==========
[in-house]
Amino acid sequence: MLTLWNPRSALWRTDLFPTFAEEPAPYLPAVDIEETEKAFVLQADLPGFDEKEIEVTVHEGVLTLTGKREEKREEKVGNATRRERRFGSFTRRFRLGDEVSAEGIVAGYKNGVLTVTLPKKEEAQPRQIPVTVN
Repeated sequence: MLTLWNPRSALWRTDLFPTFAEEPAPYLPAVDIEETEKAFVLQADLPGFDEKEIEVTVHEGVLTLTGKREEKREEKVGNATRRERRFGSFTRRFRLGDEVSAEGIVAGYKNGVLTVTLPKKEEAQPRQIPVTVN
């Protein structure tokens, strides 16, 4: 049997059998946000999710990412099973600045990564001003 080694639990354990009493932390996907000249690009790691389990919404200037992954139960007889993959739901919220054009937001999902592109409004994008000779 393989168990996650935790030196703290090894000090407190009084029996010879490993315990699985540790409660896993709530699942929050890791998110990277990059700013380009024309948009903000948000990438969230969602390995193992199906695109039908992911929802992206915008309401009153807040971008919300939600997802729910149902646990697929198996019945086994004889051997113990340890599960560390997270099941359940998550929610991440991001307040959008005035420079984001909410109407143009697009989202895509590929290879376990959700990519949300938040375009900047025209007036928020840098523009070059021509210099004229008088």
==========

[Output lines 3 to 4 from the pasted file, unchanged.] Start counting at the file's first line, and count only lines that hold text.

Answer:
Repeated sequence: MLTLWNPRSALWRTDLFPTFAEEPAPYLPAVDIEETEKAFVLQADLPGFDEKEIEVTVHEGVLTLTGKREEKREEKVGNATRRERRFGSFTRRFRLGDEVSAEGIVAGYKNGVLTVTLPKKEEAQPRQIPVTVN
């Protein structure tokens, strides 16, 4: 049997059998946000999710990412099973600045990564001003 080694639990354990009493932390996907000249690009790691389990919404200037992954139960007889993959739901919220054009937001999902592109409004994008000779 393989168990996650935790030196703290090894000090407190009084029996010879490993315990699985540790409660896993709530699942929050890791998110990277990059700013380009024309948009903000948000990438969230969602390995193992199906695109039908992911929802992206915008309401009153807040971008919300939600997802729910149902646990697929198996019945086994004889051997113990340890599960560390997270099941359940998550929610991440991001307040959008005035420079984001909410109407143009697009989202895509590929290879376990959700990519949300938040375009900047025209007036928020840098523009070059021509210099004229008088």